She carefully cut and shaped the mass of little broad leaves and waxy berries into ten little bundles, each adorned with a little strip of faded satin: one for each of the others, and one to keep for herself in memory. She finished up just as the rest of the group started filtering back into camp.
She'd meant to wait to distribute them until after dinner, but they all focused on her one by one as they noticed what she was doing, until everyone but Glenn was side-eying her as they went about their business. Daryl looked especially wary; always skittish, that man. She might like to tame him one day, if the walkers didn't get them first-- but that wasn't what this was about.
Carol smiled to herself again, then got up and went to the young Asian man first. She pressed one of the bundles into his hands, then leaned over to press a kiss to his cheek. "Thank you. I'm a more self-sufficient person for knowing you," she said.
Glenn looked startled, but pleased, blushing a little as she pulled back. "That's-- thank you, but--"
She shook her head at him, still smiling, then turned to Maggie, now seated beside him. If he was the group's effective logistics person and go-getter, then Maggie, who'd turned herself into his helpmeet without sacrificing any of her own strength, had reminded Carol that not every gain in their new world had to be paid for with a loss. "Thank you," she said, leaning in to kiss her cheek, too. "I'm a more hopeful person for knowing you."
Maggie looked stunned. "Carol, I--"
Beth was next; the girl whose grief had nearly killed her, but who'd faced it and come through it a more serene person. She was probably the healthiest of them all; she always had a smile for everyone. "I'm a more thankful person for knowing you."
Then Hershel, who'd taken her under his wing since he'd lost Patricia and Jimmy, teaching her what he could of healing: "I'm a wiser person for knowing you."
The others had all fallen quiet by the time she reached Theodore; some of them looked like they were about to cry, and Rick looked like he'd been carved from stone, but some of them were smiling, too. Carol took a deep breath and continued.
"I'm a deadlier person for knowing you," she said with a wry smile, stretching up to plant a kiss on T-Dog's cheek. He'd been the one taking on the bulk of her firearms training while Rick and Daryl patrolled and Glenn practiced with Maggie.
T-Dog chuckled at the gentle joke-- and then she was in front of Daryl, swallowing hard as she faced her closest friend. She didn't bother trying to hand him his sprig; she tucked it into the strap of his crossbow instead. He looked like he was about to bolt-- but he didn't push her away as she thanked him, too, so she counted it as a point to her. "I'm a braver person for knowing you," she whispered to him.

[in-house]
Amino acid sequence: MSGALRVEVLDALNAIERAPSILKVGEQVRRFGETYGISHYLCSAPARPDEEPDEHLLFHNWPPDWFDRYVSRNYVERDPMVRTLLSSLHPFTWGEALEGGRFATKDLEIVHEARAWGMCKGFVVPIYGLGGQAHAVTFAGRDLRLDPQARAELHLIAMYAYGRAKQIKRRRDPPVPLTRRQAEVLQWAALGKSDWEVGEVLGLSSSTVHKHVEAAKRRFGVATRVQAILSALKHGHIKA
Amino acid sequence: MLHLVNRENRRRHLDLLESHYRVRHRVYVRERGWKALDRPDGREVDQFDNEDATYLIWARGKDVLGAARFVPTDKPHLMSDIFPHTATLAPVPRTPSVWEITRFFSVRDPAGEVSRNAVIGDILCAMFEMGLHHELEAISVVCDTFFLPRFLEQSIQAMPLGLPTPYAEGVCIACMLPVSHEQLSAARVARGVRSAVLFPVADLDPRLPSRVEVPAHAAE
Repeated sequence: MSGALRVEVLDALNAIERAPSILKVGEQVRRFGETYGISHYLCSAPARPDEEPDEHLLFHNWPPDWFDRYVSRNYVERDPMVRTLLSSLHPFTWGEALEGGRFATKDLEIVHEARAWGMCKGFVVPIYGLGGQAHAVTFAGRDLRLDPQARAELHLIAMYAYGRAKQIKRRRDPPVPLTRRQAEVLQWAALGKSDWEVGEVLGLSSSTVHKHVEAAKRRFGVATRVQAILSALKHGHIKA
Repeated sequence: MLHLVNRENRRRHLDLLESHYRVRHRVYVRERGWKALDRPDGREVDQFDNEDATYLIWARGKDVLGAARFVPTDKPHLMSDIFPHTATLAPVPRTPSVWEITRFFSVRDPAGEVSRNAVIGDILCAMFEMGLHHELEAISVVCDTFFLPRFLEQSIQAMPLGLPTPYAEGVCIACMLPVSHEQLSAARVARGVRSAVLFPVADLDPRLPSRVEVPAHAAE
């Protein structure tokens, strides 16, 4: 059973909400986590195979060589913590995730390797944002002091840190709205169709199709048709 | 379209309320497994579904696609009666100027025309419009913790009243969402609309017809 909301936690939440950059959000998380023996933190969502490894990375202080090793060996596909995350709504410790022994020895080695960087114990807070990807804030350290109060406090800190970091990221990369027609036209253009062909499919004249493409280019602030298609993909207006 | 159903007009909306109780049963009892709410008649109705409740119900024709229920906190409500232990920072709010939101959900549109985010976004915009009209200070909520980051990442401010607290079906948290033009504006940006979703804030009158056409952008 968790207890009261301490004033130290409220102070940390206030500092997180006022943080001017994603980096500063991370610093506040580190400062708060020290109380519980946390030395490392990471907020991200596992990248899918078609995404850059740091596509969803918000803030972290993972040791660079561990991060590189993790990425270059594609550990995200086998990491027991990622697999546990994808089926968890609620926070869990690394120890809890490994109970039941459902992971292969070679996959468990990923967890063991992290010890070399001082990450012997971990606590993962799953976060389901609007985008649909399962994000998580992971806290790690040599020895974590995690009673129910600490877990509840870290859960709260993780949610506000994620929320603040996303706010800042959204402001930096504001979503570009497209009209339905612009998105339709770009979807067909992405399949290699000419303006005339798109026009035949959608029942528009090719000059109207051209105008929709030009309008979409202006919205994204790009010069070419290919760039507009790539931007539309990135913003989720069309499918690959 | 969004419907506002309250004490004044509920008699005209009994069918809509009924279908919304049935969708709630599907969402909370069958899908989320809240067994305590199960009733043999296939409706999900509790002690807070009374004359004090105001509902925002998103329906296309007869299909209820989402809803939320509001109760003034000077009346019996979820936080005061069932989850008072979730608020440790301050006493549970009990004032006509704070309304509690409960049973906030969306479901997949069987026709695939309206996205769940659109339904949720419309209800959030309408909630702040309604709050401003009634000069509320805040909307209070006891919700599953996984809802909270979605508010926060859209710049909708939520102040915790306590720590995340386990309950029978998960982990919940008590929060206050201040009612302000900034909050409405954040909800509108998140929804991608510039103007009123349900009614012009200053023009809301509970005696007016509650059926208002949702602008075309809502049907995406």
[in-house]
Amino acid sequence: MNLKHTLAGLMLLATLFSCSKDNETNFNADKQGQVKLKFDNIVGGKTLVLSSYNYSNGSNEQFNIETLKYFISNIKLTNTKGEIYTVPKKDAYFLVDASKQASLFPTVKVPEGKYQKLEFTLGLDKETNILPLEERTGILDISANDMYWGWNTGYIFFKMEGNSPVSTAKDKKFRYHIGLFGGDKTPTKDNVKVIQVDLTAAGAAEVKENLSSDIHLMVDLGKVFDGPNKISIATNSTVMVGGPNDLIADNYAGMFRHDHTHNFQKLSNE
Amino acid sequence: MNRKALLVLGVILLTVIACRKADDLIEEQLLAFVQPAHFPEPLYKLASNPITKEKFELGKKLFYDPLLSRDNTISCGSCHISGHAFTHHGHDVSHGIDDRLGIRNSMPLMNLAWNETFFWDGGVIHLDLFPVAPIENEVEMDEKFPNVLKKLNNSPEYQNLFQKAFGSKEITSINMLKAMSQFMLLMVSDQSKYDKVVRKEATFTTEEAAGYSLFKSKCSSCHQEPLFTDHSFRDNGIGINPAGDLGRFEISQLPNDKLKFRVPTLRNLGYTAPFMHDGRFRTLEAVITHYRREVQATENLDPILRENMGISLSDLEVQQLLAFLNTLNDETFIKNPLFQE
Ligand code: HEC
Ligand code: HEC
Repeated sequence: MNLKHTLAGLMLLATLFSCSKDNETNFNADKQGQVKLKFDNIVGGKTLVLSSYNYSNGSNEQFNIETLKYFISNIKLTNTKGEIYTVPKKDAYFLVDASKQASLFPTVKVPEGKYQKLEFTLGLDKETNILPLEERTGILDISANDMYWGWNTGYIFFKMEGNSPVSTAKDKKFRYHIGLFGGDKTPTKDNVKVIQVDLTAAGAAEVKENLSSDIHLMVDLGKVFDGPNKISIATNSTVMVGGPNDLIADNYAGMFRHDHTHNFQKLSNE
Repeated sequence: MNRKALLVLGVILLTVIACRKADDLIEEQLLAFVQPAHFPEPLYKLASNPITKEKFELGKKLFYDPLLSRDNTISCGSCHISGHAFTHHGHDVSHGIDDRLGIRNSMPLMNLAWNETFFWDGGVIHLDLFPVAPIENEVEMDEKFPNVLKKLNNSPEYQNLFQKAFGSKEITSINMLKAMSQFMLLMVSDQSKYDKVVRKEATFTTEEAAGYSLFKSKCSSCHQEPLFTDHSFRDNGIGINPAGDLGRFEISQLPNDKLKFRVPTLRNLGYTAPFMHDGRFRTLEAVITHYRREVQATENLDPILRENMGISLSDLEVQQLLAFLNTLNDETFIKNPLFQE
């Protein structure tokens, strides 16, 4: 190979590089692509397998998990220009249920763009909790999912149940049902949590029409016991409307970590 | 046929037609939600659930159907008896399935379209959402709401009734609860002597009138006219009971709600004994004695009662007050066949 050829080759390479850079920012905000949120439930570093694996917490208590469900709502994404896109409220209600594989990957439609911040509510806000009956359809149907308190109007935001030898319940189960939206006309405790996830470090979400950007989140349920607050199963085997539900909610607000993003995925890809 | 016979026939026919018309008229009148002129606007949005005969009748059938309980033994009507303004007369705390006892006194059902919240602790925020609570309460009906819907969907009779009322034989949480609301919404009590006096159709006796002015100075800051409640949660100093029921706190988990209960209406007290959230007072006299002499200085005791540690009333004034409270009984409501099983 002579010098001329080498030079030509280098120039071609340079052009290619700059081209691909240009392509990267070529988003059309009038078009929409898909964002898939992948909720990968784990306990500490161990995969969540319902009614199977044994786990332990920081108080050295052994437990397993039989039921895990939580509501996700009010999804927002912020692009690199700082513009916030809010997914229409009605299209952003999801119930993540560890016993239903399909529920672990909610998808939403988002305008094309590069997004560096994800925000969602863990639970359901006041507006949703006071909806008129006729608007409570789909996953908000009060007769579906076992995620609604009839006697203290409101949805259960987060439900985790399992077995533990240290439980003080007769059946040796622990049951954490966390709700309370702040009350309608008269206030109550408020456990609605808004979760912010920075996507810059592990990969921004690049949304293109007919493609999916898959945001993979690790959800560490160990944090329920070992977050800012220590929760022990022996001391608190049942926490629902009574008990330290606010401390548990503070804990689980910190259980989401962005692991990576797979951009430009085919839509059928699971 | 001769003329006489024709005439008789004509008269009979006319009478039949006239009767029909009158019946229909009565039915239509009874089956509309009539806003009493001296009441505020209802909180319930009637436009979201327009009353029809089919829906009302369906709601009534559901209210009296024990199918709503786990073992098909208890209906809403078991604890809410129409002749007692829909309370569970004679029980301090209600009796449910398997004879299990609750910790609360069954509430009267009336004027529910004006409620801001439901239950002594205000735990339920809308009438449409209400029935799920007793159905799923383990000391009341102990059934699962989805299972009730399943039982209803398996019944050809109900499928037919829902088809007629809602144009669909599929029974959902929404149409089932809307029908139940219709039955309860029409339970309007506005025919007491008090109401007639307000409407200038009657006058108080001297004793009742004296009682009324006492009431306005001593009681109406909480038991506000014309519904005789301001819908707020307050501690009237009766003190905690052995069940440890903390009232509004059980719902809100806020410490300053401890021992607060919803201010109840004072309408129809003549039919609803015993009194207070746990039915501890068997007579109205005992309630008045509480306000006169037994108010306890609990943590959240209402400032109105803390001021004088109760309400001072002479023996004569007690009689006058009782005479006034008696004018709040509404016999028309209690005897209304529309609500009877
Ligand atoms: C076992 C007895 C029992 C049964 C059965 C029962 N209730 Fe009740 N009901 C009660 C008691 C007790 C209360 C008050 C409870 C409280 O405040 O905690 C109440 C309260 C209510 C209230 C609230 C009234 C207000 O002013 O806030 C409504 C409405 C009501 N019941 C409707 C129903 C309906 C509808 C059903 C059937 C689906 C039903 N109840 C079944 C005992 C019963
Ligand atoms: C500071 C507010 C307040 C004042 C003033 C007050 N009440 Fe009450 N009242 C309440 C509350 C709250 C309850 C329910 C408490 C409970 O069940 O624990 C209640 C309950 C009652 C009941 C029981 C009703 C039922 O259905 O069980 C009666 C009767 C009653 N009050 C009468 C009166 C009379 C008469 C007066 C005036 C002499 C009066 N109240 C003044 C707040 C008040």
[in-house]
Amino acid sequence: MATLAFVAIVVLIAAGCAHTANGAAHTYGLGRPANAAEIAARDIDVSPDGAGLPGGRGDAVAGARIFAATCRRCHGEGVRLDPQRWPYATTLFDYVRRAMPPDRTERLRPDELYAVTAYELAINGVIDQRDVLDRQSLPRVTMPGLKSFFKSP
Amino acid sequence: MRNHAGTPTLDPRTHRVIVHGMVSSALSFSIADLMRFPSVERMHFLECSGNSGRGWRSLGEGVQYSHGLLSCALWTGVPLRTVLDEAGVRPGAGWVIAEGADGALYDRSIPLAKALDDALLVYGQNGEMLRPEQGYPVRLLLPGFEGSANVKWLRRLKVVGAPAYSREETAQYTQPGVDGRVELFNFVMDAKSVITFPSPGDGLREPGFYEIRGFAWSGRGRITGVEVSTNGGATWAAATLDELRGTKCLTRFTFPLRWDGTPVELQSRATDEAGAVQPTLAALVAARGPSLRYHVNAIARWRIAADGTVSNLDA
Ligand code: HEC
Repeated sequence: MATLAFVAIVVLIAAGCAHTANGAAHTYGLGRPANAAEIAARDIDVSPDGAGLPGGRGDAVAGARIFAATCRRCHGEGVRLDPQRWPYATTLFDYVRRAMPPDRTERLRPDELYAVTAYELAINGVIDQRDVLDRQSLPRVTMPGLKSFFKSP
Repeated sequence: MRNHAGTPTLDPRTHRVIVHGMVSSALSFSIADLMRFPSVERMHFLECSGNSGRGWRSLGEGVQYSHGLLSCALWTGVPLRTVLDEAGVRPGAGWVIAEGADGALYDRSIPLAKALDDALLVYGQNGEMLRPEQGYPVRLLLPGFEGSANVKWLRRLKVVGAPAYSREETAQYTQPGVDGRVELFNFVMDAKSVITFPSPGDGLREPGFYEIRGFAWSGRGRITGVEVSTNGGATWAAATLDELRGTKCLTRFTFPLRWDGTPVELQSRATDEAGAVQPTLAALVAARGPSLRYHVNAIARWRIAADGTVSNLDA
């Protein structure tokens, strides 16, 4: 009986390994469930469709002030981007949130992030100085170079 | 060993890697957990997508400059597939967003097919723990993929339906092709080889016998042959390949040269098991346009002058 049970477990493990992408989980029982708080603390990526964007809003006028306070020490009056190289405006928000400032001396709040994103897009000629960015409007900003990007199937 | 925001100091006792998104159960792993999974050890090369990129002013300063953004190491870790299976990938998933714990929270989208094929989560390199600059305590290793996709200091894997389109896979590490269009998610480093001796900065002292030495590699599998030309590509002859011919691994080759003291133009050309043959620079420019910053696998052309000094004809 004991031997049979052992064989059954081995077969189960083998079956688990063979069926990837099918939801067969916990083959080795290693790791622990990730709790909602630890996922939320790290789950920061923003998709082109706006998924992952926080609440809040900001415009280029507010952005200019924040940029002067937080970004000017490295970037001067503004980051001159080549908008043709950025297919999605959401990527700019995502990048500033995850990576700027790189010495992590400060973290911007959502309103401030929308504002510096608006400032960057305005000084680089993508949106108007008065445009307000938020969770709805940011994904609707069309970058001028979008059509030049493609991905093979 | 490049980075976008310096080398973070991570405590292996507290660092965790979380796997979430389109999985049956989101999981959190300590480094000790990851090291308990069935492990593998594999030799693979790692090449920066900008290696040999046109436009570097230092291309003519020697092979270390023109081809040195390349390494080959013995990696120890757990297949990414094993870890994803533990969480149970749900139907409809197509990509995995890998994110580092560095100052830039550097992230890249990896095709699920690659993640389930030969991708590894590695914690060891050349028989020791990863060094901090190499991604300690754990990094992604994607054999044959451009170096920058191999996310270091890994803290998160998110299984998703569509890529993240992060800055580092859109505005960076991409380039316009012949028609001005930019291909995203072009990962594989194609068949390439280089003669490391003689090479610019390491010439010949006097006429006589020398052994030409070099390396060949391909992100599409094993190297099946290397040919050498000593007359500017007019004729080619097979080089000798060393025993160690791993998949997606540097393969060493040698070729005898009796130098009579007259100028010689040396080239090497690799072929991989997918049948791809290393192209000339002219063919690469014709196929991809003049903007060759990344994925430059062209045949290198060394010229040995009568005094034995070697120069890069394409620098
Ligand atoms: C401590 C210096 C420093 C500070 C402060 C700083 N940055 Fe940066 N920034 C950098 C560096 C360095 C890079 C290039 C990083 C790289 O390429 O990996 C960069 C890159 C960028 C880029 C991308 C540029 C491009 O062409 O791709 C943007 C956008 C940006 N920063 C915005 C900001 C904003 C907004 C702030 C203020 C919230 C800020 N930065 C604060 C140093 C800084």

He blushed, too, as Glenn had, and muttered something in return; but she was already moving on to Carl, her own cheeks warm with embarrassment. "I'm a more patient person for knowing you," she grinned at the thirteen-year-old, crouching to tuck his mistletoe into the band of his sheriff's hat and press a kiss to his forehead. He was still more boy than man, even as quickly as he'd been forced to grow up; she'd never held his anger about Sophia's death against him.
"Aww, Carol," he said bashfully.
Lori was next; she'd got up to greet the others as they returned, anxiously checking son and husband for bites and scratches, and she looked back at Carol with wounded eyes. They'd all been carrying the burden of what had gone on with her, Shane, and Rick ever since the farm fell; but it wasn't the time to make back-handed references about 'forgiving', either. "I'm a stronger person for knowing you," Carol told her, pressing her lips to Lori's cool cheek. Because that was true, too. Lori might not have always done the wisest thing, but she always owned her choices.
Rick was last; he accepted his piece of mistletoe almost reluctantly, the line of his jaw as tense as always. But there was something strangely grateful in his eyes, too. He'd isolated himself in his role as leader of the group lately, but it never had sat easily on him. He wasn't perfect. But he was doing his best, and she recognized that now.
"And-- I'm alive because of you," she told him. His cheek was even scratchier than Daryl's.
He nodded back, then cleared his throat. "Thank you, Carol," he replied, roughly. "We're better for knowing you, too. Though-- what brought this on?"
"Duh," Daryl replied for her, rolling his eyes. Then he nodded to the lone bundle she still clutched. "S'Christmas, ain't it?"
They all exchanged wondering glances at that, eyes bright-- and morale boosted, just as she'd intended.
Carol smiled mistily at them all, tucking her mistletoe in the collar of her shirt as they turned to each other and began giving 'gifts' in turn.